It's beyond rediculous that people even have to read about MassEquality's future. Isn't the answer obvious? Unless Massachusetts suddenly and quietly reached full equality over the past 24 hours and I missed it, paying too much attention to the World Series, this discussion should be over: glbt people need help, let's do what's necessary to help them. Yet, I was perusing boston.com before I went to bed - and what do I read? Globe staff-writer Lisa Wangsness's article about MassEquality's future in yesterday's paper.
There isn't much in it that I didn't explore in my LeftAhead chat weeks ago with MassEquality's Executive Director, Marc Solomon. However, there's one annoying hiccup that's putting MassEquality's future at stake (and, by extension, glbt people across Massachusetts). Apparently, some MassEquality board members who also represent other glbt organizations are afraid (jealous?) of MassEquality working on a broader scope of issues - you know, their pet issues. I could rant about that line of thought for ages, but I'll keep it short: it's petty, stupid and will prevent key members of the movement from gaining important rights. Brilliant!
If GLBT organizations in Massachusetts are worried about having more than one non-profit working on similar issues, fine. While I think that's beyond silly (ever hear of the expression, 'don't put all your eggs in one basket?'), I can live with it. However, we have a MassEquality brand name that's become incredibly credible within Beacon Hill politics. They're able to get people into every legislator's office with plenty of stories, putting a human face to issues that matter. MassEquality can raise the cash necessary to run expensive, state-wide campaigns. In short, MassEquality can do things that literally no other state-wide glbt organization can do - and there are board members that want to kill it? Talk about shooting your own feet.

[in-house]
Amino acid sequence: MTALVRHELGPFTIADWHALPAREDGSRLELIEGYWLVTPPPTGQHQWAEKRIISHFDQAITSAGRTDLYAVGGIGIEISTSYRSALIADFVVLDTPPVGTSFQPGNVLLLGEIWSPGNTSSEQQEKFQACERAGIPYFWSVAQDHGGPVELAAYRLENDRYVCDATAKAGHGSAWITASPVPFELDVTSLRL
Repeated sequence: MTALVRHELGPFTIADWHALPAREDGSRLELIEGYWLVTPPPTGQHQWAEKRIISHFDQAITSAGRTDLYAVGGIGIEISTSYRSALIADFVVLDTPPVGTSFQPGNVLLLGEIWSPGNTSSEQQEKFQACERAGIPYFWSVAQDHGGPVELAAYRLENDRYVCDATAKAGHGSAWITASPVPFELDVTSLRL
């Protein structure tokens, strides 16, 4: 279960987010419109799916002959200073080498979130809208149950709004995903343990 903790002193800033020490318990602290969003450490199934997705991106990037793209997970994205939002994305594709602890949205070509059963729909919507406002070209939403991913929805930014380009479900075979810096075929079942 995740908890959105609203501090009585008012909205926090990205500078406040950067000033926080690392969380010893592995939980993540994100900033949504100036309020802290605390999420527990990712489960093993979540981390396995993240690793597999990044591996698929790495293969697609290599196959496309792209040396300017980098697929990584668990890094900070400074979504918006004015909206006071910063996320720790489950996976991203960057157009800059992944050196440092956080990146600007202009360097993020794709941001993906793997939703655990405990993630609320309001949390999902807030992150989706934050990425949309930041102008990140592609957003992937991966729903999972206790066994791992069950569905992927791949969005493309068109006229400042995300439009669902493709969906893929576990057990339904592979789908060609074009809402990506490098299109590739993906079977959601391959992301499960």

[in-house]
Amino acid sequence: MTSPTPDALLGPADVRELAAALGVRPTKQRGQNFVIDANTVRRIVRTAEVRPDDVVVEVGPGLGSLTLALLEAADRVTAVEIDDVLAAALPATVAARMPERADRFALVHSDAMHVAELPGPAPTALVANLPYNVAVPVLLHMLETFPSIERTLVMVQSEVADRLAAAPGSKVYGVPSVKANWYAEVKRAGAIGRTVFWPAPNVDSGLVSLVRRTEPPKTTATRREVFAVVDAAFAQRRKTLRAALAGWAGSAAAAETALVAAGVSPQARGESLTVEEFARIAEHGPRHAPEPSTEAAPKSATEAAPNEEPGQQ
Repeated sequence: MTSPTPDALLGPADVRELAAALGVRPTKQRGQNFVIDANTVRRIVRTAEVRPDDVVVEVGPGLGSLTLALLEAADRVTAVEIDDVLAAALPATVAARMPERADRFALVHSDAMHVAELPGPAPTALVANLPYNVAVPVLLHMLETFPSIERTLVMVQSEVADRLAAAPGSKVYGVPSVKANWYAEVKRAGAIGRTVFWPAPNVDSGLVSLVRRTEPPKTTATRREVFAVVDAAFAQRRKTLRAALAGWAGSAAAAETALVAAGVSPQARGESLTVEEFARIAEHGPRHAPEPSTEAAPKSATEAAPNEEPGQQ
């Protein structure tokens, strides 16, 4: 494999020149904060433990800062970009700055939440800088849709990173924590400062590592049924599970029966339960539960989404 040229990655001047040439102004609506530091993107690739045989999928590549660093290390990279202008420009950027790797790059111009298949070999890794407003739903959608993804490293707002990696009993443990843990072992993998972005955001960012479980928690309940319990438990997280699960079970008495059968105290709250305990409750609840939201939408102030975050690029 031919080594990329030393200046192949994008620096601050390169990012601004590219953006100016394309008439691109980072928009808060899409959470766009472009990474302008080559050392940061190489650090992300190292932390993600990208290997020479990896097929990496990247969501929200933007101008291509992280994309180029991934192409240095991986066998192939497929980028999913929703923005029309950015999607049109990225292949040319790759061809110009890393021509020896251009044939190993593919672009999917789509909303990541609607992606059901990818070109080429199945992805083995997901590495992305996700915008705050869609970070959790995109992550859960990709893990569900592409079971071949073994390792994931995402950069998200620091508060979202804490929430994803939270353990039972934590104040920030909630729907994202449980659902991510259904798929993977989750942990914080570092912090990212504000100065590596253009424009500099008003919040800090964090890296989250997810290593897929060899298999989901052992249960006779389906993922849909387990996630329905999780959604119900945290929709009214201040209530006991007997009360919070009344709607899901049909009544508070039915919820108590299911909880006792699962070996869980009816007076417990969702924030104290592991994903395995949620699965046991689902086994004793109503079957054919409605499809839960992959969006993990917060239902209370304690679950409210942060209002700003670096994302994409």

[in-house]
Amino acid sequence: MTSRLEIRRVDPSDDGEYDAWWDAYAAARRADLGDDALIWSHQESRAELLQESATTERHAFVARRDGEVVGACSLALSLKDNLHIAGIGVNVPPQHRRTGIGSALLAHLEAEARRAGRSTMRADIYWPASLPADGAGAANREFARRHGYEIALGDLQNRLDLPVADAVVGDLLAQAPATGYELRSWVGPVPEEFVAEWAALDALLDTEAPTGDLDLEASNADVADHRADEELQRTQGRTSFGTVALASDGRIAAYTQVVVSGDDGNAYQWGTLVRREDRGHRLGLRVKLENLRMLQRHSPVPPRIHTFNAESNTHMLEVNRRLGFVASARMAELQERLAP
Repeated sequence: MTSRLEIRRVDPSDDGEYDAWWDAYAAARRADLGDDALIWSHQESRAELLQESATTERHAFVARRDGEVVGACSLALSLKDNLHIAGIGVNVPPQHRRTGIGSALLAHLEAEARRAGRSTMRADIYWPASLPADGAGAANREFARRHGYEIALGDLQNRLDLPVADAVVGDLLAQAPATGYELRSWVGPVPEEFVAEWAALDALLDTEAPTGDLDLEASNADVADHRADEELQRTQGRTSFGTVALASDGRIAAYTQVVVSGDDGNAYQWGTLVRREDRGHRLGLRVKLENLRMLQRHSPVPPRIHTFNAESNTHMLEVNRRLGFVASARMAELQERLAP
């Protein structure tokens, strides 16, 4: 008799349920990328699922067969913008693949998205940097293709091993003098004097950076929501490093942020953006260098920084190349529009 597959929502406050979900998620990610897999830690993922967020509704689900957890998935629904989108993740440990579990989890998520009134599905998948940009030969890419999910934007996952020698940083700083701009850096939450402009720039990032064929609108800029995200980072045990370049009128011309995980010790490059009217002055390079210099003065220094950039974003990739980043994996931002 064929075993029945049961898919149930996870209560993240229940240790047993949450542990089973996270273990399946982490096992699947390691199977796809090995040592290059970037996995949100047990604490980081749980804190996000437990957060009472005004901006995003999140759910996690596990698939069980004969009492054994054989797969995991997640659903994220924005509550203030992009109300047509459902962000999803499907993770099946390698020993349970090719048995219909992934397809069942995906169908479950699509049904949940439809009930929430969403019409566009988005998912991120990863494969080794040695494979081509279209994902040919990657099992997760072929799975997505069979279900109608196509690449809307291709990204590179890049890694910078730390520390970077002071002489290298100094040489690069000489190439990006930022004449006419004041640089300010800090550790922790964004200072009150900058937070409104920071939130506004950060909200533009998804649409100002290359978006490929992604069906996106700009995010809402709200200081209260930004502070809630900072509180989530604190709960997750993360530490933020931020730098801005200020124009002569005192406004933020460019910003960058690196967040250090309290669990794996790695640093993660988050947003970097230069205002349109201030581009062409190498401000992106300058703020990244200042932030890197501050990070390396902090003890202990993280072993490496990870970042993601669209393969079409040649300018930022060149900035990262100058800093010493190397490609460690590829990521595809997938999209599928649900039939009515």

Let's get rational. There are lots of other great glbt organizations out there that can do different things that MassEquality perhaps shouldn't get involved in, but no organization (perhaps even outside of glbt politics) is better at doing what MassEquality clearly excels at in the Bay State: lobbying for civil rights. Doesn't it make sense to keep MassEquality around to work on legislative issues - to be the unofficial go-to guys when we need to lobby on important glbt rights and bills? MassEquality built relationships that will last. They know who to talk to. People can't buy that kind of expertise; it takes time and energy that may never be reproduced on glbt issues again (what else will galvanize the community in Massachusetts like marriage equality did?). At the very least, MassEquality can help other organizations help themselves by showing them the legislative ropes and working with other organizations as allies.
Smaller organizations need not concern themselves about stepping on each other's feet. It almost sounds like they're worried about a wide stance. They should open up their bathroom stalls and realize that we need more organizations demanding all of the protections necessary to bring us to equality, not less or the same. In other states across the country, large, state-wide organizations excel at working together with smaller, sister and brother non-profits, helping them succeed in ways they otherwise wouldn't. Perhaps Massachusetts is different - more petty, divisive, uncooperative, afraid and jealous? That certainly sounds like Beacon Hill.
The status quo clearly isn't working beyond marriage equality. Trying to push aside the one organization that was more successful in changing our status than any other in this state would be a severe waste of time, counterproductive and unacceptable to the tens of thousands that are counting on equal rights and protections. MassEquality's role may be different in the future, but the glbt movement inside Massachusetts can't afford to live without them, at least on Beacon Hill.
There's plenty more on this issue that I'll tackle later in the day, especially Arline Isaacson's role in all of this (sadly, her view doesn't jive with mine), as well as Susan Ryan-Vollmer's excellent open letter to the MassEquality Board, illustrating just how MassEquality and all of the state's glbt organizations could work together and achieve widespread results that would otherwise be improbable, at best. However, that'll have to wait until the morning.